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COVID-19 Browser: Using Natural Language Processing to Fight the Pandemic

Our society is facing an unprecedented crisis due to the recent COVID-19 outbreak that is putting sanitary systems in check all around the world. Recently, dozens of countries announced the shutdown of all non-essential activities for the next foreseeable future, and scientists are striving worldwide to find cures and vaccines able to stop the ongoing pandemic.

In these hard times, everyone should put their expertise at play to help in the fight against the virus. For Gabriele Sarti, a Data Science student at the University of Trieste and a young member of the Italian Association for Computational Linguistics (AILC), this meant exploiting his expertise in Natural Language Processing (NLP) to develop the COVID-19 Browser, a system leveraging state-of-the-art techniques in NLP to extract meaningful information and guide scientists towards a better understanding of COVID-19.

As of today, more than 32 000 scientific papers have been published by research laboratories worldwide on the topics of the new corona virus SARS-CoV-2 and the disease COVID-19. It is very likely that in such a large quantity of text a lot of useful information is lost, making our knowledge on the subject too sparse to be exploited to its full potential. COVID-19 Browser allows users to browse a large collection of those articles directly in their console, matching article’s abstracts with user queries formulated in natural language to delve deeper in our current knowledge of the subject.

The model underlying Covid-19 Browser is SciBERT-NLI, a cutting-edge language model trained by the American nonprofit AI2 on a corpus of 1.14M scientific papers and subsequently adjusted by Gabriele to be used for the retrieval task.

Gabriele Sarti is a student in the Data Science master at the University of Trieste (https://dssc.units.it/), and is affiliated with SISSA (https://www.sissa.it), and the CNR ItaliaNLP Lab in Pisa (http://www.italianlp.it). He is a member of the Italian Association for Computational Linguistics (https://www.ai-lc.it/en/) and plays an active role in its Dissemination Team.


By |2020-04-06T10:33:03+02:0024 Mar, 2020|BLOG, RESEARCH|

AILC Master Thesis Prize 2017 assigned

This year, in connection with its annual conference (CLiC-it), for the first time AILC introduced a prize for the best master thesis in computational linguistics defended at an Italian University.

The committee was composed by a member of the AILC board (Felice Dell’Orletta), a chair of CLiC-it 2016 (Anna Corazza), and a chair of CLiC-it 2017 (Malvina Nissim). Theses defended between January 1st 2016 and July 31st 2017 were eligible for the 2017 edition.

Ten theses were submitted, with the following geographical distribution: Pisa (4),Turin (3), Parma (1),  Siena (1), Trento (1). Gender was balanced, with five theses written by female students and five by male students.

The evaluation was performed by the three committee members individually in a first stage, after having agreed on a set of specific criteria which had to do both with content (including originality and timeliness of the topic), as well as writing (including clarity, style, and the structure of the thesis). At a second stage, the committee jointly discussed each thesis in details during several Skype meetings, and came up with a short list of three theses, which all deserved the prize. The choice of a final winner was not at all easy, and the reason why eventually we selected the one we selected is its being the closest to the core of our discipline. The first AILC prize for the best master thesis in computational linguistics was thus awarded to:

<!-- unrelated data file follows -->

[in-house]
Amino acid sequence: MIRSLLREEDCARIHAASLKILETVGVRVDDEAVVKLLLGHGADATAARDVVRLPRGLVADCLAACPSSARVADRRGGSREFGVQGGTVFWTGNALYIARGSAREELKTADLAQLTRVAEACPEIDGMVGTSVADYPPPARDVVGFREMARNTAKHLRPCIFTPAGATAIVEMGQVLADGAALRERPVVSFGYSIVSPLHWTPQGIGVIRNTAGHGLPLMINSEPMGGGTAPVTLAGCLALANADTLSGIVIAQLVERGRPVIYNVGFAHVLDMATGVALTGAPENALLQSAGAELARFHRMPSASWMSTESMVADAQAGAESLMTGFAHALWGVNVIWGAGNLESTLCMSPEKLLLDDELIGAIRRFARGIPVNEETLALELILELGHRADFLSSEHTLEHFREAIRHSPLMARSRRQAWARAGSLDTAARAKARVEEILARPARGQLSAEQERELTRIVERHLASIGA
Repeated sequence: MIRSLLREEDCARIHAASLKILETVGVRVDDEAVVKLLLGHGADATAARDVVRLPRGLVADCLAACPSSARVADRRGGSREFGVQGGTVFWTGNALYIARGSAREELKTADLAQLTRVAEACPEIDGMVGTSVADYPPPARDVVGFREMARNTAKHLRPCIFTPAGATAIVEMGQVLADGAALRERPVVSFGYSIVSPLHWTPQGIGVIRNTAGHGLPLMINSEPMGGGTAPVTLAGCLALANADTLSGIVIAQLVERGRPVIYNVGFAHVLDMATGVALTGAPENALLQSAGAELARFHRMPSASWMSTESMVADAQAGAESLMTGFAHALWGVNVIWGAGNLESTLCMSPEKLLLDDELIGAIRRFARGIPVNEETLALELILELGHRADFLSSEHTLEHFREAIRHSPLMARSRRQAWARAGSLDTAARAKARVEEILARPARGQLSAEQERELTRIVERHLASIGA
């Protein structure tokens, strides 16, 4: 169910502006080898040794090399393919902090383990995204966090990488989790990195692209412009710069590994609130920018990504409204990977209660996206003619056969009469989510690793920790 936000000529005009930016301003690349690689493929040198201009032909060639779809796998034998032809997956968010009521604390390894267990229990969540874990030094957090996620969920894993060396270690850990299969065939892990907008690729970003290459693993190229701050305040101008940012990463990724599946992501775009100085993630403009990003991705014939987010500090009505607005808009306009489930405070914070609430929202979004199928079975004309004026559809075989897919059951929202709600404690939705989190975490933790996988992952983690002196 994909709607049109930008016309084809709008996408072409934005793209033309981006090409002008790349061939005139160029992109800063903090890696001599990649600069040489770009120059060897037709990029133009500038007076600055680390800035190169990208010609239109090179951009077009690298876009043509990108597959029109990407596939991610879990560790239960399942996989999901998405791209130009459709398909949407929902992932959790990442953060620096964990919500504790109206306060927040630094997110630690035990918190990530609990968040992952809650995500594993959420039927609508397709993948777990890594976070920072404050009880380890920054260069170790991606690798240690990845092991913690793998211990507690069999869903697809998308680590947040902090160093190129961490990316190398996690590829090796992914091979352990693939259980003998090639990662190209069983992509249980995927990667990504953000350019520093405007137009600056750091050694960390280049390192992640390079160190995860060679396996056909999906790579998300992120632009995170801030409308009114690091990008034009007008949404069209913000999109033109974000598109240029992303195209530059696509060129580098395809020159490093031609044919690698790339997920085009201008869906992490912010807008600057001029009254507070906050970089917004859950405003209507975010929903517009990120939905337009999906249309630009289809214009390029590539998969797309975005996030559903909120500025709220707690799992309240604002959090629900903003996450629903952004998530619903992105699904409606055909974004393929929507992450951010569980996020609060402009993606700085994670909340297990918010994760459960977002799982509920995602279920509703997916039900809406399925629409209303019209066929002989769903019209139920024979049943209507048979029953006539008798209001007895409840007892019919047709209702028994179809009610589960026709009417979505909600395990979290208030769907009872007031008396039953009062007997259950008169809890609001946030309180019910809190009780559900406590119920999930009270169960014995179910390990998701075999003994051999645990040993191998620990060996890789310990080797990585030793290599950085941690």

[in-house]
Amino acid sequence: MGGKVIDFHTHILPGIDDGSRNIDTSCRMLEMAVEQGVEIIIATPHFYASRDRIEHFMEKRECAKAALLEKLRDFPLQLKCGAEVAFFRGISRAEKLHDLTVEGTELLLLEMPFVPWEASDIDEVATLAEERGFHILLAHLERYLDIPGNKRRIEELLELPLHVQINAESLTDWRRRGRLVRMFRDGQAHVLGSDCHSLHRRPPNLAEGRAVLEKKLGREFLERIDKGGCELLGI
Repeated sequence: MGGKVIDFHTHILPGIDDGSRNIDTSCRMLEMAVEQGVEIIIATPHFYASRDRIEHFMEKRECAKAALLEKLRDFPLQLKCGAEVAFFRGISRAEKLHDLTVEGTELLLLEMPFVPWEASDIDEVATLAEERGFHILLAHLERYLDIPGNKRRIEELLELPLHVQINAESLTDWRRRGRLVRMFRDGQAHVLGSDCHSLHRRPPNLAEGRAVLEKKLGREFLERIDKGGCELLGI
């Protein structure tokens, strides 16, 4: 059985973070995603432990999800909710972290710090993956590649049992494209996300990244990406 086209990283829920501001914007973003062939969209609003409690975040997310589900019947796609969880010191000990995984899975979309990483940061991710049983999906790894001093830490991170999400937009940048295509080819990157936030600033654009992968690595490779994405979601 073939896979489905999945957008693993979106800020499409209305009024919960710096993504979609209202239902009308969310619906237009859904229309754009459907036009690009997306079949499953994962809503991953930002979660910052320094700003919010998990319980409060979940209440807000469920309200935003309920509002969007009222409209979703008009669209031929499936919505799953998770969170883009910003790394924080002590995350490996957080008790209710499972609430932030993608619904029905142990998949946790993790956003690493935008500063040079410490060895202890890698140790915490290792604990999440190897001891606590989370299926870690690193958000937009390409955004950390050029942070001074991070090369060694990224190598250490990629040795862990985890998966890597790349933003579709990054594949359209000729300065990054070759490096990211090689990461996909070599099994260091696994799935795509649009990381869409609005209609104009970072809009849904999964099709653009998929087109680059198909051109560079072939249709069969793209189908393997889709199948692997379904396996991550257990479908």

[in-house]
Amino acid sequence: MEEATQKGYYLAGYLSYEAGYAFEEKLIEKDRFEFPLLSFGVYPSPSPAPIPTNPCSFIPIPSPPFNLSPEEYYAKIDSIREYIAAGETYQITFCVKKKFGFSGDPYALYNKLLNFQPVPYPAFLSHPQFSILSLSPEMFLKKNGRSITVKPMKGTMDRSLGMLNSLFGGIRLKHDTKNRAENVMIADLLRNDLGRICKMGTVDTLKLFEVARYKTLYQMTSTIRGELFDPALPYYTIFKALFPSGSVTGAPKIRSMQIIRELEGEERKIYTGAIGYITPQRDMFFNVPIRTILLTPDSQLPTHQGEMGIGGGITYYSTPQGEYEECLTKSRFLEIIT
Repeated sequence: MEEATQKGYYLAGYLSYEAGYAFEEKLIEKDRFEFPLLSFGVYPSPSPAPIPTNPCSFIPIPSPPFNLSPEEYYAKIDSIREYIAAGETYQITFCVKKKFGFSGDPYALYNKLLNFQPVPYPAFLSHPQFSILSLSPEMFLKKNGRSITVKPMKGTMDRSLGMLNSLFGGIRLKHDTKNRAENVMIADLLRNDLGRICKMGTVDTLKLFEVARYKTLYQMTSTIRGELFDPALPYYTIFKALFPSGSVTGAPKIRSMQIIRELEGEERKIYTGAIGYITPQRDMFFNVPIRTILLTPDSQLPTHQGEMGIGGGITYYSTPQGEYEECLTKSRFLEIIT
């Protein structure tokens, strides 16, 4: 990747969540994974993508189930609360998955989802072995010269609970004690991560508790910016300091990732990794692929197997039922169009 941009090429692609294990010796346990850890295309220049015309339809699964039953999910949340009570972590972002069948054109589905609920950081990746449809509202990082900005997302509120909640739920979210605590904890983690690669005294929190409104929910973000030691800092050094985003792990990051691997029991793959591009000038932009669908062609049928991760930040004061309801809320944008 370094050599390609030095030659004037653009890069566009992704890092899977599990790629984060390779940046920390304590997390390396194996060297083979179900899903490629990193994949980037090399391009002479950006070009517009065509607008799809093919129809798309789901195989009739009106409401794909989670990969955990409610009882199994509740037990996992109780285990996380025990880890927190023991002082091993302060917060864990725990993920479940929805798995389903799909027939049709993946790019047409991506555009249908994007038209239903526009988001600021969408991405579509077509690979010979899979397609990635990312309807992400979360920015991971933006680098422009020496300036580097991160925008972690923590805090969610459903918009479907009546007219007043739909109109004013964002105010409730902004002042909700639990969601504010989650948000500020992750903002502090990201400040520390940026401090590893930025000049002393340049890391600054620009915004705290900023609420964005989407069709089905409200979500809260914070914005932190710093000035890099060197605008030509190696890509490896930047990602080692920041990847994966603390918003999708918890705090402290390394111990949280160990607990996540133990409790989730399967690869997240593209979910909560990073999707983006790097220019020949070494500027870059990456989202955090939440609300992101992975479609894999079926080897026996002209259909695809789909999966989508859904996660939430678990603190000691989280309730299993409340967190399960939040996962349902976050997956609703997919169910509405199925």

Alessio Miaschi, Università di Pisa: “Definizione di modelli computazionali per lo studio dell’evoluzione delle abilità di scrittura a partire da un corpus di produzioni scritte di apprendenti della scuola secondaria di primo grado

This is a work that involves both the development of a working system that models a specific language phenomenon, as well as a thorough linguistic analysis based on the features used and on detailed error analysis. All this on top of an excellent background overview, and a view to concrete, future applications, directly useful to society.

The other two theses which made it to the final selection were the following:

Chiara Alzetta, Università di Pisa: “Studio linguistico-computazionale per l’analisi dei tipi linguistici. Similarità e differenze nel confronto fra Universal Dependencies Treebanks”

Enrico Mensa, Università di Torino: “Design and implementation of a methodology for the alignment of semantic resources and the automatic population of Conceptual Spaces”

As part of the prize, Alessio received a monetary sum from AILC, free membership to the association for one year, and free attendance to CLiC-it 2017. At the conference the whole community got the chance to listen to Alessio’s presentation of his thesis, right at the end of a panel specifically dedicated to the teaching of computational linguistics and Natural Language Processing in Italy. This was a nice fit, since the high quality of the submitted works really goes to show how much talent, both among students and among teachers there is at Italian institutions in the field of computational linguistics.

We are already looking forward to next edition!

Anna Corazza, Felice Dell’Orletta, and Malvina Nissim

By |2019-01-27T17:44:01+01:0020 Dec, 2017|EDUCATION, NEWS|


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